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June 19, 2013 10:51:29 AM

RetiredChief said:
As long as you do NOT clone the Disk read error. Normally a "cloning/copying" program will identify a file that it does not read correctly.

you will either end up with a 320 or 500 gig OS partition depending on the "cloning" app. Some programs auto resize the target to fill the disk. Either way, you can use disk management to either shrink or expand the OS Partition.


Wait, so then how do I remove the disk read error? Would the Seagate diskwizard work and remove the disk read error? or would I have to find it manually somehow?
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a b G Storage
June 19, 2013 10:55:54 AM

Cesarb12 said:
RetiredChief said:
As long as you do NOT clone the Disk read error. Normally a "cloning/copying" program will identify a file that it does not read correctly.

you will either end up with a 320 or 500 gig OS partition depending on the "cloning" app. Some programs auto resize the target to fill the disk. Either way, you can use disk management to either shrink or expand the OS Partition.


Wait, so then how do I remove the disk read error? Would the Seagate diskwizard work and remove the disk read error? or would I have to find it manually somehow?


It depends on if the error is due to mechanical failure or an inherent flaw in the data recorded on the drive platter. If your hard drive makes clicking noises at regularly repeated intervals before you get the error then there's a good chance it's just a mechanical error.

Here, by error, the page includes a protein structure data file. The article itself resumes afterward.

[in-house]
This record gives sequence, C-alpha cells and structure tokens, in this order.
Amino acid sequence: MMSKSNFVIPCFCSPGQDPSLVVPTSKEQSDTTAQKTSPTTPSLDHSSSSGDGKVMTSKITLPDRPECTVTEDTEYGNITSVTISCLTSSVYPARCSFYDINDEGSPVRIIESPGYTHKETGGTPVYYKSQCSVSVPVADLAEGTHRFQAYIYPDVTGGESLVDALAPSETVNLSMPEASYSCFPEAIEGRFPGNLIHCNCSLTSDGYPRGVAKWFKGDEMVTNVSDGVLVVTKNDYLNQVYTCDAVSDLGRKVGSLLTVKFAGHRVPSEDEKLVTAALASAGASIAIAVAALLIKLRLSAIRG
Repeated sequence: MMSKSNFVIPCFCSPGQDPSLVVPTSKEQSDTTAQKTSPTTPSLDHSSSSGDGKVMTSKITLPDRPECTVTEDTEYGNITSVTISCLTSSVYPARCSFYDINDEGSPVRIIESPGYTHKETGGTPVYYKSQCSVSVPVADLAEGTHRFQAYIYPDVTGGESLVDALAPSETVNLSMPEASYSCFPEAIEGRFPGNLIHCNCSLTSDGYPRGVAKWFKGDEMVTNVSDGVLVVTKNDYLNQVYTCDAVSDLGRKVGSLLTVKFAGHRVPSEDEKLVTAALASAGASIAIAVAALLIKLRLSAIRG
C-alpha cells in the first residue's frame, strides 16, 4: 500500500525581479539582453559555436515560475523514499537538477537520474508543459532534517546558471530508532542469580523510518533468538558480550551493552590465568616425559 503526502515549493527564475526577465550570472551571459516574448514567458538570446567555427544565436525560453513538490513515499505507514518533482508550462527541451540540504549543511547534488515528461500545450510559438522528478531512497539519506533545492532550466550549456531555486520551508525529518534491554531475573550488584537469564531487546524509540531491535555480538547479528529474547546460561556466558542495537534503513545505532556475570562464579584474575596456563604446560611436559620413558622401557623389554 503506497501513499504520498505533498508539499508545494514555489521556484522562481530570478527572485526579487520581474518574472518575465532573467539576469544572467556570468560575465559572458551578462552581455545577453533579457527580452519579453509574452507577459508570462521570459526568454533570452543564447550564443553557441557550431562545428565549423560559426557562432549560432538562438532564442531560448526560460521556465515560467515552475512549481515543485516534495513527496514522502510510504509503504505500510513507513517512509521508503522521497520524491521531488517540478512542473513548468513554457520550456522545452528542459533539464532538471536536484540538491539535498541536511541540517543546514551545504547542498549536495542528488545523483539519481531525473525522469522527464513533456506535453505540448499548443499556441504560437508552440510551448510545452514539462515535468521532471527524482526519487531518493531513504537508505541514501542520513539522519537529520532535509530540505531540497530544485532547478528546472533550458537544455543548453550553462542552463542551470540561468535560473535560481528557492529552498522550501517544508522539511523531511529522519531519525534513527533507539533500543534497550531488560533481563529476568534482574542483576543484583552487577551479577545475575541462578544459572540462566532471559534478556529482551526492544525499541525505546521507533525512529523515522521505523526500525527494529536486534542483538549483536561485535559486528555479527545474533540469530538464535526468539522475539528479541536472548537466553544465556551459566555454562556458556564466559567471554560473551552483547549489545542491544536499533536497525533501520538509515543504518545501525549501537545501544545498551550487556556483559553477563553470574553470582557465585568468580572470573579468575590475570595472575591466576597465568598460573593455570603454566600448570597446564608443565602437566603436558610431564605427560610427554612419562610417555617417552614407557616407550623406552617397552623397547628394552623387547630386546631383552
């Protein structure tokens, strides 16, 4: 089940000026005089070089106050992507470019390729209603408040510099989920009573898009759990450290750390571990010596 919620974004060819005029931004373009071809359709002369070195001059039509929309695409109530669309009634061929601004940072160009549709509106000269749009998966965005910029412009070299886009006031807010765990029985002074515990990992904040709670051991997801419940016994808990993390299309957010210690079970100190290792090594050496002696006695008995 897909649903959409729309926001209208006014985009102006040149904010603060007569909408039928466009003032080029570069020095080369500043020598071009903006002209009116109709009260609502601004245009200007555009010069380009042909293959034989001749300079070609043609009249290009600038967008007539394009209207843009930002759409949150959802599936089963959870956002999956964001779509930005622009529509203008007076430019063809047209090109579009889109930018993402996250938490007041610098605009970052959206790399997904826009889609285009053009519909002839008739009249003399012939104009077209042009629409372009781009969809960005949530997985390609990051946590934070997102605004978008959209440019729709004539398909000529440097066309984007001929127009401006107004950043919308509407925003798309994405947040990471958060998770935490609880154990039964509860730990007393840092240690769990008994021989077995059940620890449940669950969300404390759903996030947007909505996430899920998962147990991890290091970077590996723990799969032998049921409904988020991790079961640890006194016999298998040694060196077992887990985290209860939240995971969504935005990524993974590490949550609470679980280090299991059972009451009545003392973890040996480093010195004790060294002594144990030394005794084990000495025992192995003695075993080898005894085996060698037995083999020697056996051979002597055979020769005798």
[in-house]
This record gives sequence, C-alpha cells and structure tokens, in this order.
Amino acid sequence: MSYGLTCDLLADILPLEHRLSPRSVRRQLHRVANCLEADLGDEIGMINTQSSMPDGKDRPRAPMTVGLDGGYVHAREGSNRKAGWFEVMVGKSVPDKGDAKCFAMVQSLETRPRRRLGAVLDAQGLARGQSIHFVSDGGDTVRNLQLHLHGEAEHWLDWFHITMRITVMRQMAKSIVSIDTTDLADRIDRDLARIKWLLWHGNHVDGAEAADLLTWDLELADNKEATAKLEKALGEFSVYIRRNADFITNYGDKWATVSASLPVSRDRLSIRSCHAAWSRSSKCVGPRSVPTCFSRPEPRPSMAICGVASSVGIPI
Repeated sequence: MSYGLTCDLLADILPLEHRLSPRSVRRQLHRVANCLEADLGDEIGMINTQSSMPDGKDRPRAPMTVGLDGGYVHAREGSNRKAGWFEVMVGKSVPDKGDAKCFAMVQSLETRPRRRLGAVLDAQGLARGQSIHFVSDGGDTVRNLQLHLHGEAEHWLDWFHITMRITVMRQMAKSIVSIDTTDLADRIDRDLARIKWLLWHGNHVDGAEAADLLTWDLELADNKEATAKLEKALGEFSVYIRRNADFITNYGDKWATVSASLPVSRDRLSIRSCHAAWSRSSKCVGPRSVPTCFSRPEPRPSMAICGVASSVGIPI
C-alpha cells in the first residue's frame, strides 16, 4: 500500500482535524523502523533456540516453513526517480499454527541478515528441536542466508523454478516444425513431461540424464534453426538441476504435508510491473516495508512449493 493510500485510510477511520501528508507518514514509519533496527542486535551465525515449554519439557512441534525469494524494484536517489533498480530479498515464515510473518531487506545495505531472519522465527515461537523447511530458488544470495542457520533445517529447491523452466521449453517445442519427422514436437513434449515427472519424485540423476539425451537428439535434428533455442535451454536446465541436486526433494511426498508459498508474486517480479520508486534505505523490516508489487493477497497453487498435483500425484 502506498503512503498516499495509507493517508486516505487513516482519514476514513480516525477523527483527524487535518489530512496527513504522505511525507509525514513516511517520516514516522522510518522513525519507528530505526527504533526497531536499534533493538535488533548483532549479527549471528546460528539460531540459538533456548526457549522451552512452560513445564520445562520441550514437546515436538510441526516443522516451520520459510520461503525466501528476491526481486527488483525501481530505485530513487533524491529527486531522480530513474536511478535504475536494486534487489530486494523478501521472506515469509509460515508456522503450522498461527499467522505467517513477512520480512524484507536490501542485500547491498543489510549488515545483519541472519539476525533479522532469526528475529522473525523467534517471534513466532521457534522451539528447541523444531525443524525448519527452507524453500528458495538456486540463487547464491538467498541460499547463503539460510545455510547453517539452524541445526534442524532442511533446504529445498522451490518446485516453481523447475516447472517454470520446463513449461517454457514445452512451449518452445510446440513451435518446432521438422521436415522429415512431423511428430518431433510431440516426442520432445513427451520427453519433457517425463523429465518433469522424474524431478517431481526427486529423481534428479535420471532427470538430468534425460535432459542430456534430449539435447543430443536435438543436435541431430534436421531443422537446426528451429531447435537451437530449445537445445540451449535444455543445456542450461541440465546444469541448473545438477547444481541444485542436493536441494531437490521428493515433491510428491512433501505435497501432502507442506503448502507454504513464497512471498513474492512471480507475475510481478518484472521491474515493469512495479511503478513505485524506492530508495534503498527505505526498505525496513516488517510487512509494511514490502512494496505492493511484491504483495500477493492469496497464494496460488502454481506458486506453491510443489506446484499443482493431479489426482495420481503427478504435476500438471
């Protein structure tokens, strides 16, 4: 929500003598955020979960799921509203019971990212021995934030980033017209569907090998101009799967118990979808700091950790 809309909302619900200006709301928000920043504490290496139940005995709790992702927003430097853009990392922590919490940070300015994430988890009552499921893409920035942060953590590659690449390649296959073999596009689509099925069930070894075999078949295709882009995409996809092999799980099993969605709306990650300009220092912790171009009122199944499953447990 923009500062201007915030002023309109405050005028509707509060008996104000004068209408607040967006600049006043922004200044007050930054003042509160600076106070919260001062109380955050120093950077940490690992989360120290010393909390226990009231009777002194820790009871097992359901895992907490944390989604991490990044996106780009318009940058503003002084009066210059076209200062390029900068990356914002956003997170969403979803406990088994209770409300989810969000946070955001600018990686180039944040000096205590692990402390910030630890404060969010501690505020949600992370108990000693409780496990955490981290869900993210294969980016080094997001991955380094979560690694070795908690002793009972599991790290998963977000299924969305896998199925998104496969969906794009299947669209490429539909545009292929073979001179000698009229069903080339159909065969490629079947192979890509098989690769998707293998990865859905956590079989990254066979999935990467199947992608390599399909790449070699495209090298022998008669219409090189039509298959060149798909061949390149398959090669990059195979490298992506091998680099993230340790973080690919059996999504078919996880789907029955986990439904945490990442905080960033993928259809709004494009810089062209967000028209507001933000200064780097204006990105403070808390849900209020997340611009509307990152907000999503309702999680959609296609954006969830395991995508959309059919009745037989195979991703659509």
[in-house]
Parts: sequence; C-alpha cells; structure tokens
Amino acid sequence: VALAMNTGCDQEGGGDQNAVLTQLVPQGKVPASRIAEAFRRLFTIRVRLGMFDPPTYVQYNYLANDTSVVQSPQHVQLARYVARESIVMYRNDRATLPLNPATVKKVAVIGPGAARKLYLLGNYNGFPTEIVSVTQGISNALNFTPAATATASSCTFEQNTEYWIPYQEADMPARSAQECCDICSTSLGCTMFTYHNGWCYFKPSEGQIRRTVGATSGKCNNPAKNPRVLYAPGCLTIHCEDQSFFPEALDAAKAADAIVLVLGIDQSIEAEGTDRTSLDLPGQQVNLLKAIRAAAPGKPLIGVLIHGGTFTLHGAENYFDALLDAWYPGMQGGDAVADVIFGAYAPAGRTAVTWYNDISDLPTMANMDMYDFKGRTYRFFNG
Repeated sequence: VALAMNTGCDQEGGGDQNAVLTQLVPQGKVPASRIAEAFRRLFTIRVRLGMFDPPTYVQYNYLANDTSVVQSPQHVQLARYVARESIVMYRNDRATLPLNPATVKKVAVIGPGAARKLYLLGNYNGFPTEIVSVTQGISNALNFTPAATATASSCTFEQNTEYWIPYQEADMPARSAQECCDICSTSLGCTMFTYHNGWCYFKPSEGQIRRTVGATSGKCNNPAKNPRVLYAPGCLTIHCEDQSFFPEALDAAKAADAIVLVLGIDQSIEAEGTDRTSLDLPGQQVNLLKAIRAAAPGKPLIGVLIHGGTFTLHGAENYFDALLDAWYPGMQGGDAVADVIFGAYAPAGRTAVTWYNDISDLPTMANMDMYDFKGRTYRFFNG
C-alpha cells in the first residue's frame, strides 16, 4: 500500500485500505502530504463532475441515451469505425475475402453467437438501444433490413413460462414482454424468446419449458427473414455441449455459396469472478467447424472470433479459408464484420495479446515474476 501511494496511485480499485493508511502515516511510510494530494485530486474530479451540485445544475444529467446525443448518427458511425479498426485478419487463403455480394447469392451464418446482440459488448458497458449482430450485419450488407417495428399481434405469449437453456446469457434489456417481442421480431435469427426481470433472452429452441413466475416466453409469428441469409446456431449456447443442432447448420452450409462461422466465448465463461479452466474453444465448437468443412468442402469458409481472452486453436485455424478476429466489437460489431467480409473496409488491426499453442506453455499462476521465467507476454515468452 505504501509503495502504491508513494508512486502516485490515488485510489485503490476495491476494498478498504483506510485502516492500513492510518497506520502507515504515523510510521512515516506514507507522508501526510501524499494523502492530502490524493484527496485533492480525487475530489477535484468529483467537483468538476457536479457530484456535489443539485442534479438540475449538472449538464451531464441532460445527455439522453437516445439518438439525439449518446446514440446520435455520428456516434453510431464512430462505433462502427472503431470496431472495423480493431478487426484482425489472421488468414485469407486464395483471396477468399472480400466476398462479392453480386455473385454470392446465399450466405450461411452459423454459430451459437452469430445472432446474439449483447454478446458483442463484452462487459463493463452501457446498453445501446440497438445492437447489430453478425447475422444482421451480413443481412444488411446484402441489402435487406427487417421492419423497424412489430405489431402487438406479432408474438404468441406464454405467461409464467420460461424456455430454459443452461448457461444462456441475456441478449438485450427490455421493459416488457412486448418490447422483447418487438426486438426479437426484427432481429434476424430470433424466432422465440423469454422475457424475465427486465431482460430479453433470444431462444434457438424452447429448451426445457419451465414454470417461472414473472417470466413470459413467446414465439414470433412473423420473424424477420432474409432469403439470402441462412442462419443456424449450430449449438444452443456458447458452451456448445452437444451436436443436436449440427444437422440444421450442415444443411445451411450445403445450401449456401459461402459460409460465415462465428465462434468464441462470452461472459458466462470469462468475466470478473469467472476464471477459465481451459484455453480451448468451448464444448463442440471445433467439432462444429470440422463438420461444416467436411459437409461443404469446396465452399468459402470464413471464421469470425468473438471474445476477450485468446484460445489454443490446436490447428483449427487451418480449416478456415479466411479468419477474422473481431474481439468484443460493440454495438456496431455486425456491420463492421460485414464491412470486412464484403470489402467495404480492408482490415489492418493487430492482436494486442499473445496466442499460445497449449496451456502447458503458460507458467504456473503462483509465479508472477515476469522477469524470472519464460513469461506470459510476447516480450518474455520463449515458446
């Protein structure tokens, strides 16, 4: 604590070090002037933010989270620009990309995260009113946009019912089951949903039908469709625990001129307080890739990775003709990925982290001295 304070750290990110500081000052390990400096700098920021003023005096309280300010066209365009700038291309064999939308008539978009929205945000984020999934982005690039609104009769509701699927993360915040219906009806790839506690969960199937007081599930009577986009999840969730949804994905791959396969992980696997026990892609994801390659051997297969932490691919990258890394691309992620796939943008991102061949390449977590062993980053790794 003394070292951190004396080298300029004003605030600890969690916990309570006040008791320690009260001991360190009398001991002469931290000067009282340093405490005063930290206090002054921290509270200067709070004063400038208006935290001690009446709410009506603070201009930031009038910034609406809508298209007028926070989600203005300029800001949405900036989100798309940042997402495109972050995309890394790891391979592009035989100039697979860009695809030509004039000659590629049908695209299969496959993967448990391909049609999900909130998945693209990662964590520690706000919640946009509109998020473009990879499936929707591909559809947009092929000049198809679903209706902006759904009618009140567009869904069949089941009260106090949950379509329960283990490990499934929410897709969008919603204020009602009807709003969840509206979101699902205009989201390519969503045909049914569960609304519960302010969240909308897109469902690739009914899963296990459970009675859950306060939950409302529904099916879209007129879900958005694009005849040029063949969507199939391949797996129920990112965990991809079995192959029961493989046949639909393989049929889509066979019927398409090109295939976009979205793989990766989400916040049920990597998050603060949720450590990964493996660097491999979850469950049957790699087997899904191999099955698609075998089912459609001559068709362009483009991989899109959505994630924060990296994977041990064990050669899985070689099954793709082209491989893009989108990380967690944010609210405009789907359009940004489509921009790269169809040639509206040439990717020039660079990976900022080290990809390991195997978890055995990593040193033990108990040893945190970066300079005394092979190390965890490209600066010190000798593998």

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June 19, 2013 11:04:29 AM

It depends on if the error is due to mechanical failure or an inherent flaw in the data recorded on the drive platter. If your hard drive makes clicking noises at regularly repeated intervals before you get the error then there's a good chance it's just a mechanical error.
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Well, as far as I remember, I haven't heard any noises, but then again it has always been a rather very silent drive and I haven't thought of being near it when the disk read error appears ot listen. If it's not a mechanical failure, and a flaw in the data, should I still clone it or how might I fix that error that sometimes appears?